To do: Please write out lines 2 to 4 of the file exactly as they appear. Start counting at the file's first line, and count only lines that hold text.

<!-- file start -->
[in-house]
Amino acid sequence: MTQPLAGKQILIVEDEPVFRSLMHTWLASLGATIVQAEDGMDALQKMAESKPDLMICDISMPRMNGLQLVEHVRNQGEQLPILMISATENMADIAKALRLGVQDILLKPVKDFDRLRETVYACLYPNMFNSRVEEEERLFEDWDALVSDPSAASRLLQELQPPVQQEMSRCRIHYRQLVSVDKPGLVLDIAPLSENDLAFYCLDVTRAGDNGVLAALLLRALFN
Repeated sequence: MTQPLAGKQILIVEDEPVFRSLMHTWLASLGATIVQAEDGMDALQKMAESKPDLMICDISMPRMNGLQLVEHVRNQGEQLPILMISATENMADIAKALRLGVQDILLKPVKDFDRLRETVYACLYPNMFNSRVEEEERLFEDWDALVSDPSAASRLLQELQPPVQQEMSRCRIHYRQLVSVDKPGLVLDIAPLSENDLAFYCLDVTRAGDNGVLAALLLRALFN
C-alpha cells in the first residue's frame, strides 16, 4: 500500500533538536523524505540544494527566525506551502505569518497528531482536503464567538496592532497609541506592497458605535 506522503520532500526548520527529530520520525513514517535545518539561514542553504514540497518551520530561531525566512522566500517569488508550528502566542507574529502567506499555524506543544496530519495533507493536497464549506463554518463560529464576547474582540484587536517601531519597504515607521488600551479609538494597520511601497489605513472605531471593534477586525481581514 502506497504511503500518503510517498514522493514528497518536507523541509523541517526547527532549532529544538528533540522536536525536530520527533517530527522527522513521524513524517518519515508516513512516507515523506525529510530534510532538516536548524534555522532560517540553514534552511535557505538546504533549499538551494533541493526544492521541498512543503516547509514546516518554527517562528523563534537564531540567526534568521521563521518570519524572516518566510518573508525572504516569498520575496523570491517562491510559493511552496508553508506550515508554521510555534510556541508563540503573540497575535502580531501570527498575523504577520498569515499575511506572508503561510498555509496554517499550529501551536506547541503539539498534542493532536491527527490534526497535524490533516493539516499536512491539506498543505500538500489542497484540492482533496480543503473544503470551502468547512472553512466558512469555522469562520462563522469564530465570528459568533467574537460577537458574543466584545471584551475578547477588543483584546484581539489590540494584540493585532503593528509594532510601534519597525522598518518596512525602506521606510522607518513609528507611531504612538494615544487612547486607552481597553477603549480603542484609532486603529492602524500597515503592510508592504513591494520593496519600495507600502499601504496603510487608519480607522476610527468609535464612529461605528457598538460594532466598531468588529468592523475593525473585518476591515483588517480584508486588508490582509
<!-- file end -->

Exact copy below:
Amino acid sequence: MTQPLAGKQILIVEDEPVFRSLMHTWLASLGATIVQAEDGMDALQKMAESKPDLMICDISMPRMNGLQLVEHVRNQGEQLPILMISATENMADIAKALRLGVQDILLKPVKDFDRLRETVYACLYPNMFNSRVEEEERLFEDWDALVSDPSAASRLLQELQPPVQQEMSRCRIHYRQLVSVDKPGLVLDIAPLSENDLAFYCLDVTRAGDNGVLAALLLRALFN
Repeated sequence: MTQPLAGKQILIVEDEPVFRSLMHTWLASLGATIVQAEDGMDALQKMAESKPDLMICDISMPRMNGLQLVEHVRNQGEQLPILMISATENMADIAKALRLGVQDILLKPVKDFDRLRETVYACLYPNMFNSRVEEEERLFEDWDALVSDPSAASRLLQELQPPVQQEMSRCRIHYRQLVSVDKPGLVLDIAPLSENDLAFYCLDVTRAGDNGVLAALLLRALFN
C-alpha cells in the first residue's frame, strides 16, 4: 500500500533538536523524505540544494527566525506551502505569518497528531482536503464567538496592532497609541506592497458605535 506522503520532500526548520527529530520520525513514517535545518539561514542553504514540497518551520530561531525566512522566500517569488508550528502566542507574529502567506499555524506543544496530519495533507493536497464549506463554518463560529464576547474582540484587536517601531519597504515607521488600551479609538494597520511601497489605513472605531471593534477586525481581514 502506497504511503500518503510517498514522493514528497518536507523541509523541517526547527532549532529544538528533540522536536525536530520527533517530527522527522513521524513524517518519515508516513512516507515523506525529510530534510532538516536548524534555522532560517540553514534552511535557505538546504533549499538551494533541493526544492521541498512543503516547509514546516518554527517562528523563534537564531540567526534568521521563521518570519524572516518566510518573508525572504516569498520575496523570491517562491510559493511552496508553508506550515508554521510555534510556541508563540503573540497575535502580531501570527498575523504577520498569515499575511506572508503561510498555509496554517499550529501551536506547541503539539498534542493532536491527527490534526497535524490533516493539516499536512491539506498543505500538500489542497484540492482533496480543503473544503470551502468547512472553512466558512469555522469562520462563522469564530465570528459568533467574537460577537458574543466584545471584551475578547477588543483584546484581539489590540494584540493585532503593528509594532510601534519597525522598518518596512525602506521606510522607518513609528507611531504612538494615544487612547486607552481597553477603549480603542484609532486603529492602524500597515503592510508592504513591494520593496519600495507600502499601504496603510487608519480607522476610527468609535464612529461605528457598538460594532466598531468588529468592523475593525473585518476591515483588517480584508486588508490582509